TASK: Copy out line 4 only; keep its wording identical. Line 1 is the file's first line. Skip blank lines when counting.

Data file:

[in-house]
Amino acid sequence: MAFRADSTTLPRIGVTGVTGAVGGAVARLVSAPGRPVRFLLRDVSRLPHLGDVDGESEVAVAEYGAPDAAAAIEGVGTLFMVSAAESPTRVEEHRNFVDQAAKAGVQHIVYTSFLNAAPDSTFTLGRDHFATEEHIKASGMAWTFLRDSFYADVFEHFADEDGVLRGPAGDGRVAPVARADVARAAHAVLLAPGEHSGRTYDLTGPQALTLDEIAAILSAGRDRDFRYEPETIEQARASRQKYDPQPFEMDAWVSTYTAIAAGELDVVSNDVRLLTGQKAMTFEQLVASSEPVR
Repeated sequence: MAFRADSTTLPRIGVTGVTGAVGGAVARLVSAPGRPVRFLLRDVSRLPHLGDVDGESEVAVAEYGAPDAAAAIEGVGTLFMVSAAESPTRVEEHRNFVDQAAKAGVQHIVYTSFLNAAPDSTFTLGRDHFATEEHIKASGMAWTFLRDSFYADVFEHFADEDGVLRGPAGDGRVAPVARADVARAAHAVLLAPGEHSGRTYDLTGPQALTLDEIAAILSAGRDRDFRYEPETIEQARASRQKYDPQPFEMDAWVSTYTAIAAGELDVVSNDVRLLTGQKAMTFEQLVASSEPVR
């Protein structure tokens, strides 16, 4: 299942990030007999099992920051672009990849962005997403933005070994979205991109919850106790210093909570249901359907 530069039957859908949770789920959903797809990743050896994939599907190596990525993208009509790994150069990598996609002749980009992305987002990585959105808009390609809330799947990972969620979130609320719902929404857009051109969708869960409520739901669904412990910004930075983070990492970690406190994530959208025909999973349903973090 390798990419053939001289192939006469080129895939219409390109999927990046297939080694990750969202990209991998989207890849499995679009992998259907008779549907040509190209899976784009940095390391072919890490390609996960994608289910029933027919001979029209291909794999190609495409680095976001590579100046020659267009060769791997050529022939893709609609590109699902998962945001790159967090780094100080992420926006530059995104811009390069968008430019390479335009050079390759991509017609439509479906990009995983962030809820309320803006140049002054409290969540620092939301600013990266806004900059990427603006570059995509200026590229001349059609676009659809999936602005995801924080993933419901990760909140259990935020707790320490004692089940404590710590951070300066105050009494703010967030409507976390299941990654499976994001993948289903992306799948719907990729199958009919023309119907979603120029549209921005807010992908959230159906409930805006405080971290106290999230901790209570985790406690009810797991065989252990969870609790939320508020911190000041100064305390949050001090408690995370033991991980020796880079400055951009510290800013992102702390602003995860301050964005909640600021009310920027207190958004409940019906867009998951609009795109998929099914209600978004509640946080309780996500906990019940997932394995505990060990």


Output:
């Protein structure tokens, strides 16, 4: 299942990030007999099992920051672009990849962005997403933005070994979205991109919850106790210093909570249901359907 530069039957859908949770789920959903797809990743050896994939599907190596990525993208009509790994150069990598996609002749980009992305987002990585959105808009390609809330799947990972969620979130609320719902929404857009051109969708869960409520739901669904412990910004930075983070990492970690406190994530959208025909999973349903973090 390798990419053939001289192939006469080129895939219409390109999927990046297939080694990750969202990209991998989207890849499995679009992998259907008779549907040509190209899976784009940095390391072919890490390609996960994608289910029933027919001979029209291909794999190609495409680095976001590579100046020659267009060769791997050529022939893709609609590109699902998962945001790159967090780094100080992420926006530059995104811009390069968008430019390479335009050079390759991509017609439509479906990009995983962030809820309320803006140049002054409290969540620092939301600013990266806004900059990427603006570059995509200026590229001349059609676009659809999936602005995801924080993933419901990760909140259990935020707790320490004692089940404590710590951070300066105050009494703010967030409507976390299941990654499976994001993948289903992306799948719907990729199958009919023309119907979603120029549209921005807010992908959230159906409930805006405080971290106290999230901790209570985790406690009810797991065989252990969870609790939320508020911190000041100064305390949050001090408690995370033991991980020796880079400055951009510290800013992102702390602003995860301050964005909640600021009310920027207190958004409940019906867009998951609009795109998929099914209600978004509640946080309780996500906990019940997932394995505990060990």